“The Films Committee Spotlight is encouraging anyone with an interest in film to volunteer on the committee to help select movies and coordinate movie programming that may not be located in Cinefest,” Boyd Beckwith, Director of the Student*University Center, said.

There will also be changes in content, as Cinefest will show more mainstream movies in the future, according to Smith.

“In the past only employees within the Cinefest selected the movies with little or no input from the campus community. Although Cinefest has shown artsy type movies in the past, there has been a call to show more mainstream movies that a majority of the student body will identify with,” Smith said.

While Evangelista understands the decision, he also remembers Cinefest always had a special role on campus. Evangelista said the control he and his team lost to the Films Committee Spotlight is the ultimate reason why he chose not to return to Cinefest in the Fall 2014 semester.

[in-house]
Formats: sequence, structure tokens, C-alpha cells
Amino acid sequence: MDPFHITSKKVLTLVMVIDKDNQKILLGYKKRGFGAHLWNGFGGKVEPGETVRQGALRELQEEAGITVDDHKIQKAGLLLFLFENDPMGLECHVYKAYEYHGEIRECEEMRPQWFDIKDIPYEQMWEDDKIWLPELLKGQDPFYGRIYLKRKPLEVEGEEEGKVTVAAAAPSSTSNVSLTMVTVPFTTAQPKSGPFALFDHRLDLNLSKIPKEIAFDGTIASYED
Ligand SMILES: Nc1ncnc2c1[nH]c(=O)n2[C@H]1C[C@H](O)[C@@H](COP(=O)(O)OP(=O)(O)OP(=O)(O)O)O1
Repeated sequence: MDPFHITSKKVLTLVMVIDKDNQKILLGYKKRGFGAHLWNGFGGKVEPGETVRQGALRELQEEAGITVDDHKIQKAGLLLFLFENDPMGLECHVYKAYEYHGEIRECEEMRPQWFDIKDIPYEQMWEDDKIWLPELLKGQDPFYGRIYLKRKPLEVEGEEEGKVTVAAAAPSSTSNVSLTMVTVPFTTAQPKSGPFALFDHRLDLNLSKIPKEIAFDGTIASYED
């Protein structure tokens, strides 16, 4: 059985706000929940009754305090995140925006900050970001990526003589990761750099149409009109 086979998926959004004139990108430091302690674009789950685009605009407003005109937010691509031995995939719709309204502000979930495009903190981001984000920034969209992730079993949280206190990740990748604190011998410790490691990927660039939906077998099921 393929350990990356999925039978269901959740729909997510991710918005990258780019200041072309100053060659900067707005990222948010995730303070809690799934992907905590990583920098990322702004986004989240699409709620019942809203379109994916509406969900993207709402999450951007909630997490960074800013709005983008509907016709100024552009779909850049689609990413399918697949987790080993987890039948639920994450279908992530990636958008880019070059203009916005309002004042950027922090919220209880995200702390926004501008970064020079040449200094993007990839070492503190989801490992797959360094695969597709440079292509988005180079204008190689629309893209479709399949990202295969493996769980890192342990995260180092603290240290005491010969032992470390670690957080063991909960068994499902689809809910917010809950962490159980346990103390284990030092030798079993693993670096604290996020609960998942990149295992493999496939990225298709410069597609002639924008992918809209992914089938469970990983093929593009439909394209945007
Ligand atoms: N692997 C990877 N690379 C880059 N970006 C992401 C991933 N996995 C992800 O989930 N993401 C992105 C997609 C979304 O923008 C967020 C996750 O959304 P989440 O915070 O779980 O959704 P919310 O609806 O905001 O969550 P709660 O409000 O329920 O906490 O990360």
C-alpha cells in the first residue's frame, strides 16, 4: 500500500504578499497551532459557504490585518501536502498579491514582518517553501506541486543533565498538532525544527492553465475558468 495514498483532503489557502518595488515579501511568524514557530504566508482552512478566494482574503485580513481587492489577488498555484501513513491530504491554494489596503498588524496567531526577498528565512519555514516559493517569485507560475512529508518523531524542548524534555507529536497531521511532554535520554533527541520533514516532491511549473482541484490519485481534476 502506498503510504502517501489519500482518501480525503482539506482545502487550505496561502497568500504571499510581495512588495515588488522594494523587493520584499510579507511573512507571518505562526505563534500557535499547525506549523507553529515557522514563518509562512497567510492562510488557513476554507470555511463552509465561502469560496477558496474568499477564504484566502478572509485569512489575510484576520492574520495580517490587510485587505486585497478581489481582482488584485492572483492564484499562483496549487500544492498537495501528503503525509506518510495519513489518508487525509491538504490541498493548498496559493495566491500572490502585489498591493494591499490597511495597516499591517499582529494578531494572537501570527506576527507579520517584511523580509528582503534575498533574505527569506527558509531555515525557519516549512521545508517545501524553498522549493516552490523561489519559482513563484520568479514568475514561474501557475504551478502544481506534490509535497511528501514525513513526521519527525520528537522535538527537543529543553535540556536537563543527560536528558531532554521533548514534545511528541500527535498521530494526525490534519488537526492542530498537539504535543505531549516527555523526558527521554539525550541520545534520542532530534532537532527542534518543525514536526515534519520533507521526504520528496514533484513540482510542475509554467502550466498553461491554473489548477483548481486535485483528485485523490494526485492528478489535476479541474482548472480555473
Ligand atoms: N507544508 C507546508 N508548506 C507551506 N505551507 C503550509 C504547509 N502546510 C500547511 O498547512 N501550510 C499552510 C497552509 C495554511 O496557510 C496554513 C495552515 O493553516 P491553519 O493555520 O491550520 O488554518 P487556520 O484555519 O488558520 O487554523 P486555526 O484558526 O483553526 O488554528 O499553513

“I always felt that, since we’re under an academic institution, your role as a programmer is basically to expose different ideas so that way that person can learn things that he or she probably would never actually have learned on campus,” Evangelista said.

The committee will look to provide educational as well as entertainment value that will appeal to students of all ages and backgrounds, according to the Spotlight Executive Board.

The selection will include blockbusters, classics and independents, according to the Spotlight Executive Board. There will also be shorts and “sneak peaks”.

The Spotlight Executive Board states there will also be at least two mainstream movies shown every month.

The CMF event, which takes place in the spring semester, will also be under the committee’s supervision, according to Smith.

Senior Warren Turner, a film major, said the committee’s choices increase the popularity of Cinefest, but they also limit the variety of films.

“I like the fact that there are more people coming, more people know about us. The cons, I think, are that these are films that everyone already knows, not necessarily films that expand people’s horizons,” Turner said.

For Turner, Cinefest suffers from a lack of budget affecting what it shows and how it advertises. Turner feels that if Cinefest had a bigger budget things could be different.